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Fulgorid Planthopper

Lystra lanata Linnaeus (Synonym: Cicada lanata Linné, 1758)

Description:

Gorgeous spotted black-and-white fulgurid with red eyes, and a white 'rooster-tail'

Habitat:

Found on leaf-litter during jungle walk along the Amazon near Iquitos, Peru.

Notes:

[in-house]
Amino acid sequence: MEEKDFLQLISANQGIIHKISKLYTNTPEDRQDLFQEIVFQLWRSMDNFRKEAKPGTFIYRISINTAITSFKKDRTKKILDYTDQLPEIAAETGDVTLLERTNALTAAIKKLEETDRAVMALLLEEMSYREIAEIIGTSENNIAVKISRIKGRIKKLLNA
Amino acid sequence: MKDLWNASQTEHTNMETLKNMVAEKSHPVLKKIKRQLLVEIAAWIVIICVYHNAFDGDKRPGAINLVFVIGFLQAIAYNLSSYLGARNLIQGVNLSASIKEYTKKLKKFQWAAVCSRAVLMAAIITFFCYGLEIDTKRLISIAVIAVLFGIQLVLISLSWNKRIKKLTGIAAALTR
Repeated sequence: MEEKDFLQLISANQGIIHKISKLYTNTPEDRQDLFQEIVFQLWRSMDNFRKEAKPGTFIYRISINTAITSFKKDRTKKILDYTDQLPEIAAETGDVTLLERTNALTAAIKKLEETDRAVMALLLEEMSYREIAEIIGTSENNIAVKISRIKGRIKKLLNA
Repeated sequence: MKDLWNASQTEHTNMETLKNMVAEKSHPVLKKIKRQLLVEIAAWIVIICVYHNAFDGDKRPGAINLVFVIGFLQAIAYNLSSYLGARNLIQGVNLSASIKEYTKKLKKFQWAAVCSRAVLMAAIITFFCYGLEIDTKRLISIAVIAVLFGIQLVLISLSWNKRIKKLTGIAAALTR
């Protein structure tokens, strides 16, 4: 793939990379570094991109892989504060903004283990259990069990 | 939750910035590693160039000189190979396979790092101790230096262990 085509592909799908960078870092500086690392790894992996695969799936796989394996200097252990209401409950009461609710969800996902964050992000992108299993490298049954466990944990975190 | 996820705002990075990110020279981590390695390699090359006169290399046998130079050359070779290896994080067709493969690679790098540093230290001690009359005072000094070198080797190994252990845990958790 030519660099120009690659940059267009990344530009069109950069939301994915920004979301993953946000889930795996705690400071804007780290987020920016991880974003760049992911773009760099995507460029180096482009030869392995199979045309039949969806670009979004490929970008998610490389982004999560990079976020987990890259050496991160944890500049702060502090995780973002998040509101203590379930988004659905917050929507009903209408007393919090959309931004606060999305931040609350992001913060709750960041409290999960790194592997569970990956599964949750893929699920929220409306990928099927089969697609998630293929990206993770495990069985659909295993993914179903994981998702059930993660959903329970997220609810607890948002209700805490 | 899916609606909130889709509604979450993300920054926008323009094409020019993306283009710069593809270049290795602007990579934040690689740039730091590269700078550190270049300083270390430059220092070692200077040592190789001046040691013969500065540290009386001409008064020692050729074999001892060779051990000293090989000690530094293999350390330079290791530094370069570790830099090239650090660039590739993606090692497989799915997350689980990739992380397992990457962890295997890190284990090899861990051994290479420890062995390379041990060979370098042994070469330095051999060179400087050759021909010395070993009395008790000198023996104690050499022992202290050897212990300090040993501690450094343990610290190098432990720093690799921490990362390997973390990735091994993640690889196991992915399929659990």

After a LOT of searching and dead-ends, I contacted Eric Eaton (Kaufman Field Guide to Insects of North America) who recognized it as a fulgorid and connected me to Lois O'Brien, an authority on fulgorids. Lois O'Brien's comments: "You have 2 beautiful pictures of Lystra lanata Linnaeus! I've never seen one alive, but they are in almost every museum, including mine (by trading), because they are so beautiful all entomologists collect at least one. I don't know what Lystra means, but lanata, of course, comes from lana meaning wool. There is a second species in the genus that has the white wooly spot on the back reaching to the side (costal) edge of the wings, and it is named pulverulenta. When Linne named it he called it Cicada linata, and apparently thought it was from India! Our catalog (1947) now lists it from French Guiana and Surinam to Brazil (and Jamaica and China, which are both unlikely) but does not list Peru. It was supposed to have been illustrated by Sulzer in 1776 in a German paper, and by Stoll in 1781-maybe the books were rare. Anyway, the tail is produced by the insect from pores in a "wax" plate, and the cells that produce it have been illustrated. Females and nymphs seem to produce more than males, and chemically it is not a wax, several esters composed of a 30-40 carbon alcohol and 30-40 carbon acid. Essentially the same stuff scales make. It is used to cover eggs often-repels water, and sometimes parasitic insects. One paper said it let the insect slip out of a spider web. Anyway, maybe 5-6 genera and 20 species grow it this long. In one species in Mexico, the Indians told Hogue, I think, that the insects flew into the sky about sunset and the rays flashed on the "wax" so the insects looked like giant snowflakes. If you want to read about some myths about the giant fulgorid, the peanut bug Fulgora, from South America, Ed Ross did a paper called Fearsome Fulgora in Pacific Discover 47(3):19-23. It was supposed to zig-zag through the forest killing everything it touched, for one thing. And if you are interested in the group, I did a paper on The Wild Wonderful Word of Fulgoromorpha in Denisia, published by a museum in Austria on Auchenorrhyncha, the jumping Homoptera." NOTE: Lois and her husband recently donated their vast collections to Arizona State University. See http://www.npr.org/sections/thetwo-way/2...